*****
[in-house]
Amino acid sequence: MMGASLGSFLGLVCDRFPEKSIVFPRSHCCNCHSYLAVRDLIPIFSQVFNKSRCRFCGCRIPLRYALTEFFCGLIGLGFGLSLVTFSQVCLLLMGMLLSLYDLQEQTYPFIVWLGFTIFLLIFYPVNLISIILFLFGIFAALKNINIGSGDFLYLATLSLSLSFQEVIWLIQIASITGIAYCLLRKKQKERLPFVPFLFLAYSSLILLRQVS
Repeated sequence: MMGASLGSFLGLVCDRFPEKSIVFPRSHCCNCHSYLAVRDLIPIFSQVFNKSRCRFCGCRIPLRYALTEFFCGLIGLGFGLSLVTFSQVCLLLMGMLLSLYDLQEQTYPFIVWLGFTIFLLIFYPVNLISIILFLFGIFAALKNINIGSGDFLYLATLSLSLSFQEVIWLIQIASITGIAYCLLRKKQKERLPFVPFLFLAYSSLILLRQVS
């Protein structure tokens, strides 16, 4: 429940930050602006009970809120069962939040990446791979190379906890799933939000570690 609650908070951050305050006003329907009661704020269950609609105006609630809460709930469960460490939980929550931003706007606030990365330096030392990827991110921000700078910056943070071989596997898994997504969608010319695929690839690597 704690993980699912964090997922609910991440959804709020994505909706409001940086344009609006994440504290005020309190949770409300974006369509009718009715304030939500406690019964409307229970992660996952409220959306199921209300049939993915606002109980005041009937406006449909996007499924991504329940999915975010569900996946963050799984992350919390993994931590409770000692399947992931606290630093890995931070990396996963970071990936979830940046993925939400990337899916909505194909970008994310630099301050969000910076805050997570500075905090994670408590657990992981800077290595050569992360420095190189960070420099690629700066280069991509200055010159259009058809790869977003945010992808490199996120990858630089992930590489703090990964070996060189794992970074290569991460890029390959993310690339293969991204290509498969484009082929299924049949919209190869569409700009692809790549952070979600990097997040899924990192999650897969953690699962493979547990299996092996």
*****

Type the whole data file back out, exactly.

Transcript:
[in-house]
Amino acid sequence: MMGASLGSFLGLVCDRFPEKSIVFPRSHCCNCHSYLAVRDLIPIFSQVFNKSRCRFCGCRIPLRYALTEFFCGLIGLGFGLSLVTFSQVCLLLMGMLLSLYDLQEQTYPFIVWLGFTIFLLIFYPVNLISIILFLFGIFAALKNINIGSGDFLYLATLSLSLSFQEVIWLIQIASITGIAYCLLRKKQKERLPFVPFLFLAYSSLILLRQVS
Repeated sequence: MMGASLGSFLGLVCDRFPEKSIVFPRSHCCNCHSYLAVRDLIPIFSQVFNKSRCRFCGCRIPLRYALTEFFCGLIGLGFGLSLVTFSQVCLLLMGMLLSLYDLQEQTYPFIVWLGFTIFLLIFYPVNLISIILFLFGIFAALKNINIGSGDFLYLATLSLSLSFQEVIWLIQIASITGIAYCLLRKKQKERLPFVPFLFLAYSSLILLRQVS
């Protein structure tokens, strides 16, 4: 429940930050602006009970809120069962939040990446791979190379906890799933939000570690 609650908070951050305050006003329907009661704020269950609609105006609630809460709930469960460490939980929550931003706007606030990365330096030392990827991110921000700078910056943070071989596997898994997504969608010319695929690839690597 704690993980699912964090997922609910991440959804709020994505909706409001940086344009609006994440504290005020309190949770409300974006369509009718009715304030939500406690019964409307229970992660996952409220959306199921209300049939993915606002109980005041009937406006449909996007499924991504329940999915975010569900996946963050799984992350919390993994931590409770000692399947992931606290630093890995931070990396996963970071990936979830940046993925939400990337899916909505194909970008994310630099301050969000910076805050997570500075905090994670408590657990992981800077290595050569992360420095190189960070420099690629700066280069991509200055010159259009058809790869977003945010992808490199996120990858630089992930590489703090990964070996060189794992970074290569991460890029390959993310690339293969991204290509498969484009082929299924049949919209190869569409700009692809790549952070979600990097997040899924990192999650897969953690699962493979547990299996092996």